There was loads of commotion going on and quite a few people there, some eating and some involved in general chit chat. I was quite excited and perhaps a little confused but I definitely loved being very close to it, it was loud and exciting!

I am not talking about a rock band here, I am talking about one of my very earliest memories I have as a child. It was when my family got hold of a brand new TV. TV for most of it’s history so far has been in the box format with analogue signal.

Yesterday my family finally upgraded our last analogue TV to a digital one. We’ve already had a digital TV in the lounge for some years so the kitchen TV was on it’s last legs because of the Digital Switch-over in the UK.

A somewhat nostalgic moment perhaps but definetely a step forward. That 14″ old cube like TV was a bit ugly in the kitchen and the new flat screen is crisp, clear and fits in well.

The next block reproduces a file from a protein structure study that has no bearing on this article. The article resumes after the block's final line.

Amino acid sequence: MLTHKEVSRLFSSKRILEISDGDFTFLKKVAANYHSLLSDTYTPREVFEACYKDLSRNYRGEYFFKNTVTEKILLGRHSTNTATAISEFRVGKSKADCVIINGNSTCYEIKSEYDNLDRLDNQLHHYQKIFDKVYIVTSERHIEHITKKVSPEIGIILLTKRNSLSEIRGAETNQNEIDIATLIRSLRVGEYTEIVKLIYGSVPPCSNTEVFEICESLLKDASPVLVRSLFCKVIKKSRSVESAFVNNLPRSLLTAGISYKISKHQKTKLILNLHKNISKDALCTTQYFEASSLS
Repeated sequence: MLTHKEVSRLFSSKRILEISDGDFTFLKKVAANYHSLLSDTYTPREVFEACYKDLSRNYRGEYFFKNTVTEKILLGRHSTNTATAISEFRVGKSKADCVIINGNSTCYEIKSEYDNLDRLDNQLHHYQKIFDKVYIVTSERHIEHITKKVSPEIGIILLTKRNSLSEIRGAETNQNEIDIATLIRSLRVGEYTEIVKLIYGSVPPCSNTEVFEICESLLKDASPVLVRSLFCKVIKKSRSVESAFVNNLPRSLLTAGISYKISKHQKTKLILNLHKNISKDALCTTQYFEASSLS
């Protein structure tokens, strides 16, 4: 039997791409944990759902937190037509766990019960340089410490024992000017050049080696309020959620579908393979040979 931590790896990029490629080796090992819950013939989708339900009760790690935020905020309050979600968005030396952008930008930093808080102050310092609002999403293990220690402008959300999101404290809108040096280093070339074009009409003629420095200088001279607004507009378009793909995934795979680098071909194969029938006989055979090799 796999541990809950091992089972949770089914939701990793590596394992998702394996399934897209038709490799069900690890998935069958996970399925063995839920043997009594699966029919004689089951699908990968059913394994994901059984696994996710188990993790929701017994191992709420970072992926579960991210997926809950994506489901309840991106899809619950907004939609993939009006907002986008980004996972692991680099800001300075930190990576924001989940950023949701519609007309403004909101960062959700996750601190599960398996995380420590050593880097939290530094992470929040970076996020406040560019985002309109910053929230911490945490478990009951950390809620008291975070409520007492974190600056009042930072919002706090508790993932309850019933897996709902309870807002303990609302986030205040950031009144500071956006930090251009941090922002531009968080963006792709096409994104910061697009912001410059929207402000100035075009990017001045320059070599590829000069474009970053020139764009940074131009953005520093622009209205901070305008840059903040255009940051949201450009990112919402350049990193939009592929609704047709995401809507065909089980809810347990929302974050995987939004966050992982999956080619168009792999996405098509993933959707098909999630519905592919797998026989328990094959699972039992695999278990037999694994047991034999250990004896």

One last issue though, there’s still hardly anything good on the telly so best to keep it off most of the time and chat with family and friends instead 😉

Kindle 3 – My Review

2010 was sure the year of mass marketing of the “tablets”. There was the iPad, the iPhone 4 and the Kindle 3. And I sure was influenced enough to buy two of these products last year. The iPhone 4 I reviewed earlier. I was going to review the Kindle 3 but have only gotten round to it now (this blog draft has been sitting on my folder for over a year now!).

My Amazon Kindle 3 next to a pen

My Amazon Kindle 3 next to a pen